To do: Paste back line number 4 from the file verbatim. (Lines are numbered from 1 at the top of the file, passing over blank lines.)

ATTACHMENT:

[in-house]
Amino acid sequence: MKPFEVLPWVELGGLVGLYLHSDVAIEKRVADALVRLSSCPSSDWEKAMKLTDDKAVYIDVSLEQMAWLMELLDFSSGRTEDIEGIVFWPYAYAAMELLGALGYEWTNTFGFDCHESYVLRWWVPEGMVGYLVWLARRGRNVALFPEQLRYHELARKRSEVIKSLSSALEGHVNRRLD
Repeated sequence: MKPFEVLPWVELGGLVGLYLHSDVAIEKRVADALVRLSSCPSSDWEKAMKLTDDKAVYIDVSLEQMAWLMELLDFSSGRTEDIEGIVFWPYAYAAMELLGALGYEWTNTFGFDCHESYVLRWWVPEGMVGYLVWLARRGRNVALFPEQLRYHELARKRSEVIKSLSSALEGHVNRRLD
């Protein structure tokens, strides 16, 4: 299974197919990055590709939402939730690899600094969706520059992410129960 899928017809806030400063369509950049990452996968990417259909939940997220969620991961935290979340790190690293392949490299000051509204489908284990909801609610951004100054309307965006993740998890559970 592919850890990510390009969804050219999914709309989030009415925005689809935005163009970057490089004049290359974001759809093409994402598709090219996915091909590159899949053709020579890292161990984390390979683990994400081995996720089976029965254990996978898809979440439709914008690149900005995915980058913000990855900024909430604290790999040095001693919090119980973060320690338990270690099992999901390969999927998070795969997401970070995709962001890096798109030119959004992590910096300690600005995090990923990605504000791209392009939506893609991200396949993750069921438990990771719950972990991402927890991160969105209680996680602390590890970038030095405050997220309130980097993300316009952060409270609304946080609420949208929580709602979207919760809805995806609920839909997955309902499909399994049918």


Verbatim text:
């Protein structure tokens, strides 16, 4: 299974197919990055590709939402939730690899600094969706520059992410129960 899928017809806030400063369509950049990452996968990417259909939940997220969620991961935290979340790190690293392949490299000051509204489908284990909801609610951004100054309307965006993740998890559970 592919850890990510390009969804050219999914709309989030009415925005689809935005163009970057490089004049290359974001759809093409994402598709090219996915091909590159899949053709020579890292161990984390390979683990994400081995996720089976029965254990996978898809979440439709914008690149900005995915980058913000990855900024909430604290790999040095001693919090119980973060320690338990270690099992999901390969999927998070795969997401970070995709962001890096798109030119959004992590910096300690600005995090990923990605504000791209392009939506893609991200396949993750069921438990990771719950972990991402927890991160969105209680996680602390590890970038030095405050997220309130980097993300316009952060409270609304946080609420949208929580709602979207919760809805995806609920839909997955309902499909399994049918």